Audium-Theatre of Sound-Sculptured Space – San Francisco, California - Atlas Obscura

San Francisco, California

Audium-Theatre of Sound-Sculptured Space

Only theater in the world constructed specifically for sound movement. 

Audium is the only theatre anywhere in the world that is constructed specifically for sound movement, utilizing the entire environment as a compositional tool. Audium’s conception and realization evolved jointly with the combined work of its creators, equipment designer Doug McEachern and composer Stan Shaff, both professional musicians.

The Audium-Theatre of Sound-Sculptured Space consists of a foyer, main performance space, and what the owners call a sound labyrinth. It’s a building inside of a building, conceived and built specifically for this art form with the help of a grant from the National Endowment for the Arts.

Listeners - the show is performed once every Thursday, Friday and Saturday night - sit in concentric circles in the theater and enveloped by speakers built inside of sloping walls, a floating floor, and a suspended ceiling. Compositions are performed live each night by a conductor who directs the sounds through a custom-designed console. The conductor uses any combination of the 169 speakers, sculpting the sound through direction, speed, movement, and intensity.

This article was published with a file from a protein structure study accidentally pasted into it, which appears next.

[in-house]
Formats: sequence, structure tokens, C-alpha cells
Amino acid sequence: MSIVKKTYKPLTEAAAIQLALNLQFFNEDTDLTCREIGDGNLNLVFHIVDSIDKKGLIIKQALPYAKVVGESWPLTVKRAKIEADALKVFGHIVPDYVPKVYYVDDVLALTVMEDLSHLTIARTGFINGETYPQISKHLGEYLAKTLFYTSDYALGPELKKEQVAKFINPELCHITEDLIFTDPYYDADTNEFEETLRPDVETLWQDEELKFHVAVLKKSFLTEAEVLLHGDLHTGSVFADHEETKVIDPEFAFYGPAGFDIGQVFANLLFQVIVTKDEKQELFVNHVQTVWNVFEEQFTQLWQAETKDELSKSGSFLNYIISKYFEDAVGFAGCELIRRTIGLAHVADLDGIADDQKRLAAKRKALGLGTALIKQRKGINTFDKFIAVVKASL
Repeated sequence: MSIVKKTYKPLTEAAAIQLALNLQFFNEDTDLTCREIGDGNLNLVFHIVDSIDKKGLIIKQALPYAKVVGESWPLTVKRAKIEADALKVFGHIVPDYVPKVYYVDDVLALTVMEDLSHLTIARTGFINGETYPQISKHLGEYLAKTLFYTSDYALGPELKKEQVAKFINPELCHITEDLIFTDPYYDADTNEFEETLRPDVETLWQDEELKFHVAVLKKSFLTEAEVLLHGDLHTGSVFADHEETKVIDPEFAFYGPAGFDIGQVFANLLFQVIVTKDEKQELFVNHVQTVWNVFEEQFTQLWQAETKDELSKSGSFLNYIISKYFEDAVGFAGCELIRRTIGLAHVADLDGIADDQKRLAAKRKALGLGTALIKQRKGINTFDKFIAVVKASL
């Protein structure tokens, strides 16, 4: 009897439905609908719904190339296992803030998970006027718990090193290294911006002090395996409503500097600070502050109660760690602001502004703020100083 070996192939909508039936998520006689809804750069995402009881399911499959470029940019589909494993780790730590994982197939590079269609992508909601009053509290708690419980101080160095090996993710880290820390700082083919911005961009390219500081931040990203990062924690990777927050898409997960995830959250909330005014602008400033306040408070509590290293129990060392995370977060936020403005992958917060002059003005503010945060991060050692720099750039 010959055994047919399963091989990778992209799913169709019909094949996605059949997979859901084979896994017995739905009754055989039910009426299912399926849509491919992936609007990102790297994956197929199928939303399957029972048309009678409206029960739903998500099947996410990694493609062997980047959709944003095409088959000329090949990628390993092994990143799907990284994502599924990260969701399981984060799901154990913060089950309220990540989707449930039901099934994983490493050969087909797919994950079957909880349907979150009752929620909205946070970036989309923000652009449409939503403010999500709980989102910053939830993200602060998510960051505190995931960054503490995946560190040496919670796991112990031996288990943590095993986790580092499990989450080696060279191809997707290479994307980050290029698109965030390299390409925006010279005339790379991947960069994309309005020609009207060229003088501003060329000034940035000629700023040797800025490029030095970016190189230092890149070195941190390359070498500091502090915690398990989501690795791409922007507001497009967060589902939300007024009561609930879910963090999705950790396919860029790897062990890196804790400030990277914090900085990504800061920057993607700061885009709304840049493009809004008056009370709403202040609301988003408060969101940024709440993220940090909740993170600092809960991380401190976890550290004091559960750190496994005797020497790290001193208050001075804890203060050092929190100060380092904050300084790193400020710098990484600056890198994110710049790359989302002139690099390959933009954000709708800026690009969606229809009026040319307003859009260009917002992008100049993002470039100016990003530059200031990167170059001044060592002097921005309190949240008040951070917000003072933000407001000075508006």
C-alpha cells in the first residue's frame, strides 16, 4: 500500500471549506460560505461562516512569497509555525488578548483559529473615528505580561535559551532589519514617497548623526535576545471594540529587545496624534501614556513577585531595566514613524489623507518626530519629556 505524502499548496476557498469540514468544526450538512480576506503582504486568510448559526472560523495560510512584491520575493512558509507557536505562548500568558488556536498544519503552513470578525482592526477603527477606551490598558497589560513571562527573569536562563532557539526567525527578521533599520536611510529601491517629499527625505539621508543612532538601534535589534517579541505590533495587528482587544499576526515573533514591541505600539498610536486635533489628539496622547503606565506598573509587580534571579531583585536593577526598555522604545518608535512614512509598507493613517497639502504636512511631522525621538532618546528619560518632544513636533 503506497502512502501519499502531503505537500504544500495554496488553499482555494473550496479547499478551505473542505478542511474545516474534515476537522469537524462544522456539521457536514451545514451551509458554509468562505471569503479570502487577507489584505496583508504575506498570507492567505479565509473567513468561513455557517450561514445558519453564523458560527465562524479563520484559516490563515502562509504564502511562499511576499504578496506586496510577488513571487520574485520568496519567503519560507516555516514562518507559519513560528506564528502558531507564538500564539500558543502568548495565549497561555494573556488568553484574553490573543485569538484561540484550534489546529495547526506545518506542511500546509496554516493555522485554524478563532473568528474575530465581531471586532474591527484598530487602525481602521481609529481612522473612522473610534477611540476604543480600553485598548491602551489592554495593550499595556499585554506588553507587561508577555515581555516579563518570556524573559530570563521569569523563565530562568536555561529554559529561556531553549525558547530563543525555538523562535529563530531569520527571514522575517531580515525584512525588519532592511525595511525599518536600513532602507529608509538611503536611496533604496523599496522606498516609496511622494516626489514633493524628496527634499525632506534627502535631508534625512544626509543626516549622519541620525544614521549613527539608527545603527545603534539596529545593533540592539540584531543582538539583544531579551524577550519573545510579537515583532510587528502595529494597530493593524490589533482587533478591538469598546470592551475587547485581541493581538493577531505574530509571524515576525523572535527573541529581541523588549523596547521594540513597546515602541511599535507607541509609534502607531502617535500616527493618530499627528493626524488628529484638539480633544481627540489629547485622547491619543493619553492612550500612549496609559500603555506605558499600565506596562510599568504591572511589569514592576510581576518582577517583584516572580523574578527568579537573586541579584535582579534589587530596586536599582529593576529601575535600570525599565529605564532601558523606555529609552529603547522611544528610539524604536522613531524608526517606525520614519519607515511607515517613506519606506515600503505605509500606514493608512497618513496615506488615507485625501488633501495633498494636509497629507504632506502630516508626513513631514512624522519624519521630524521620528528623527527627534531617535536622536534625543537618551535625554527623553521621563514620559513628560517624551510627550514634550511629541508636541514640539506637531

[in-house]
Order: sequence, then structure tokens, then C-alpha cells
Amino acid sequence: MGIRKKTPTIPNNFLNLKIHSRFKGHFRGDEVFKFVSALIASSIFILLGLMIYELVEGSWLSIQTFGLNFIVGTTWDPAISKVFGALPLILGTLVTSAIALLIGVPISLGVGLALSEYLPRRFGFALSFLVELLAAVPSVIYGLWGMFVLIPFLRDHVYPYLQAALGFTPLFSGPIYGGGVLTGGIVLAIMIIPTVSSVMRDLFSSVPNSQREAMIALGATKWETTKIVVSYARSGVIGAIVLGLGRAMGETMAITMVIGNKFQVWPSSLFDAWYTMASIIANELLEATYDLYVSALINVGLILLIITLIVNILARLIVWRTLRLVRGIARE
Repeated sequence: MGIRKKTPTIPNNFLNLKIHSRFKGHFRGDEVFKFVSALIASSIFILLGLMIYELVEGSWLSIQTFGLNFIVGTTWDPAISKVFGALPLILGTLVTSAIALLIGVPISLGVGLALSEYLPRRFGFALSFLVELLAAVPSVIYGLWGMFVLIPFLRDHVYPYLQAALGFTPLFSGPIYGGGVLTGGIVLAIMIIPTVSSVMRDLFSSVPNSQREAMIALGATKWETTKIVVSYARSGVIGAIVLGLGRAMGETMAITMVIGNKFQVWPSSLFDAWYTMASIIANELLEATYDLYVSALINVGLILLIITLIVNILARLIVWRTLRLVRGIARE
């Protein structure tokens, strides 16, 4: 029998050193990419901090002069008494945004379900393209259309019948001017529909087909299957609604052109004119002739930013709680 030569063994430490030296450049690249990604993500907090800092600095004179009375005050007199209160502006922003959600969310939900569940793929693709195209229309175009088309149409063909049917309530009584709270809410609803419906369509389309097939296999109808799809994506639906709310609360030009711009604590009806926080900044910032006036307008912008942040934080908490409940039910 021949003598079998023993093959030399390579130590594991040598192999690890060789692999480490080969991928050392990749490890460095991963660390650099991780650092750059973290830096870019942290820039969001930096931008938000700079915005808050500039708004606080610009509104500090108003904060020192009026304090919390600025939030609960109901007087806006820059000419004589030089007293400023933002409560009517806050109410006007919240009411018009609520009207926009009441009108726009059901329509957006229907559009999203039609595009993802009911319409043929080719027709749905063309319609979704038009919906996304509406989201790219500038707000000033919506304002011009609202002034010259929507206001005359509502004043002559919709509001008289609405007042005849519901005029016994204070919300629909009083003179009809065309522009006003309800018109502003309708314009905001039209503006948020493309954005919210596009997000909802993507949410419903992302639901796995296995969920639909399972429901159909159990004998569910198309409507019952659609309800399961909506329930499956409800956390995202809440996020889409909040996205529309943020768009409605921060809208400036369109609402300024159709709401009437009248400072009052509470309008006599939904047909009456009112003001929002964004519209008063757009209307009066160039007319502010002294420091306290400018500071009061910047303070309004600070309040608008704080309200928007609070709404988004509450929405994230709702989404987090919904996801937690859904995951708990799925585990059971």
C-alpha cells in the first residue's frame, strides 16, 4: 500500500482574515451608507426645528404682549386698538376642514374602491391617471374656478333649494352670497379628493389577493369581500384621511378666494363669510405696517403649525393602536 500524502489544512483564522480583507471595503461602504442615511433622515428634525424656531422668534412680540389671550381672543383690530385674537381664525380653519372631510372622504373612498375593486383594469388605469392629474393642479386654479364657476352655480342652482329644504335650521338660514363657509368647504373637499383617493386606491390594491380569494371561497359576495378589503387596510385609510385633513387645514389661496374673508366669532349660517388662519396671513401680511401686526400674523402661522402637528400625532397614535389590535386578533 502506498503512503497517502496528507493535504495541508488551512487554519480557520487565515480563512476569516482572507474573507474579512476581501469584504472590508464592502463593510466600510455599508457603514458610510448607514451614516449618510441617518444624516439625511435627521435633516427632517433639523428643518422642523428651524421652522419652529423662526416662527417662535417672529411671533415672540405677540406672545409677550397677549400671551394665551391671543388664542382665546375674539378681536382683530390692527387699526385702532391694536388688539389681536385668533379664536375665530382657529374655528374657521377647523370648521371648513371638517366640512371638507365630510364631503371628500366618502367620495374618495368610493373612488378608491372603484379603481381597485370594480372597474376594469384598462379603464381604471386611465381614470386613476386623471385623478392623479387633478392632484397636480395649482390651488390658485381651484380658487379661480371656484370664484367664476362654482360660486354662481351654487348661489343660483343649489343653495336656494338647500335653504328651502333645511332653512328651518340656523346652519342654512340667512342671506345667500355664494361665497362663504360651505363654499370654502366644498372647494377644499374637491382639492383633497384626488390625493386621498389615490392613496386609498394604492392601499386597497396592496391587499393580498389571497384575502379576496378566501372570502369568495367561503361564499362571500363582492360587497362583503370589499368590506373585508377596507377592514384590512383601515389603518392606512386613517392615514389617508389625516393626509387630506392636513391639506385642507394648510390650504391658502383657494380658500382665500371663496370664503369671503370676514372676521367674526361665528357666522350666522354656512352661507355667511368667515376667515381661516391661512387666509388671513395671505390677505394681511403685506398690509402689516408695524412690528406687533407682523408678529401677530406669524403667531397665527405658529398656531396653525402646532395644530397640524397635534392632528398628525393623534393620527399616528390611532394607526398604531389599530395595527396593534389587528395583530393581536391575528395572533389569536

The lights are brought down during the performance, to the point where all you can see are small lit arrows on the floor to guide you to an exit in case you need it.  There is a short intermission where the lights are brought back up and you can discuss the experience with your friends or neighbors, explore the room a bit more, and try to discern where exactly those odd and intriguing sounds mixed into the performance were coming from.

“When the concept of Audium began taking shape in the late 1950s,” the venue’s official website explains of the theater’s founding, “space was a largely unexplored dimension in music composition. The composer who suspected space capable of revealing a new musical vocabulary found his pursuit blocked by the inadequacy of audio technology and performance spaces.”

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